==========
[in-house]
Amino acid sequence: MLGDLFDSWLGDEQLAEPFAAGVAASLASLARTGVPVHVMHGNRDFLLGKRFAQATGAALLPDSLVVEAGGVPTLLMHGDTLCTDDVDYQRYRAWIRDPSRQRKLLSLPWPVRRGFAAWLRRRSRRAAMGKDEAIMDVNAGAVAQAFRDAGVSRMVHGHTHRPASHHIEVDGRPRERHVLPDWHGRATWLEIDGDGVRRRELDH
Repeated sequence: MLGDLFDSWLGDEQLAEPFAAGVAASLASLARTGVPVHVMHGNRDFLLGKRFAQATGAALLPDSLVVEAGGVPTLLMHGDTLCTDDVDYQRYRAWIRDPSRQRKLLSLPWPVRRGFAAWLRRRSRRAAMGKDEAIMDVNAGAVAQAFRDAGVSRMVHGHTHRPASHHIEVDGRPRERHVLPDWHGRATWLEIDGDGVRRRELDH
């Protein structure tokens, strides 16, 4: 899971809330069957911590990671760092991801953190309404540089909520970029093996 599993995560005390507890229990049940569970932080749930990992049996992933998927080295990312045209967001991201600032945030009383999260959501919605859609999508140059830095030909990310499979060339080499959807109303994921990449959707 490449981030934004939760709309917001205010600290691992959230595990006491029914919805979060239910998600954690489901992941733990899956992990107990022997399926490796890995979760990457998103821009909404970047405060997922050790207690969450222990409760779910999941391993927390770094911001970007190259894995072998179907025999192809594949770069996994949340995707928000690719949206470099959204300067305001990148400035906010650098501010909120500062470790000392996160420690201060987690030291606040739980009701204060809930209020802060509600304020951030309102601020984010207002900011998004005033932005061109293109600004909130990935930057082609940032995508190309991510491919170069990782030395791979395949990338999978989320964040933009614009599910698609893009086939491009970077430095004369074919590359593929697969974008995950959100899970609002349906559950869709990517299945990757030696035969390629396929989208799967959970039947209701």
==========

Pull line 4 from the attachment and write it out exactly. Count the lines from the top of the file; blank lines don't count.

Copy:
């Protein structure tokens, strides 16, 4: 899971809330069957911590990671760092991801953190309404540089909520970029093996 599993995560005390507890229990049940569970932080749930990992049996992933998927080295990312045209967001991201600032945030009383999260959501919605859609999508140059830095030909990310499979060339080499959807109303994921990449959707 490449981030934004939760709309917001205010600290691992959230595990006491029914919805979060239910998600954690489901992941733990899956992990107990022997399926490796890995979760990457998103821009909404970047405060997922050790207690969450222990409760779910999941391993927390770094911001970007190259894995072998179907025999192809594949770069996994949340995707928000690719949206470099959204300067305001990148400035906010650098501010909120500062470790000392996160420690201060987690030291606040739980009701204060809930209020802060509600304020951030309102601020984010207002900011998004005033932005061109293109600004909130990935930057082609940032995508190309991510491919170069990782030395791979395949990338999978989320964040933009614009599910698609893009086939491009970077430095004369074919590359593929697969974008995950959100899970609002349906559950869709990517299945990757030696035969390629396929989208799967959970039947209701």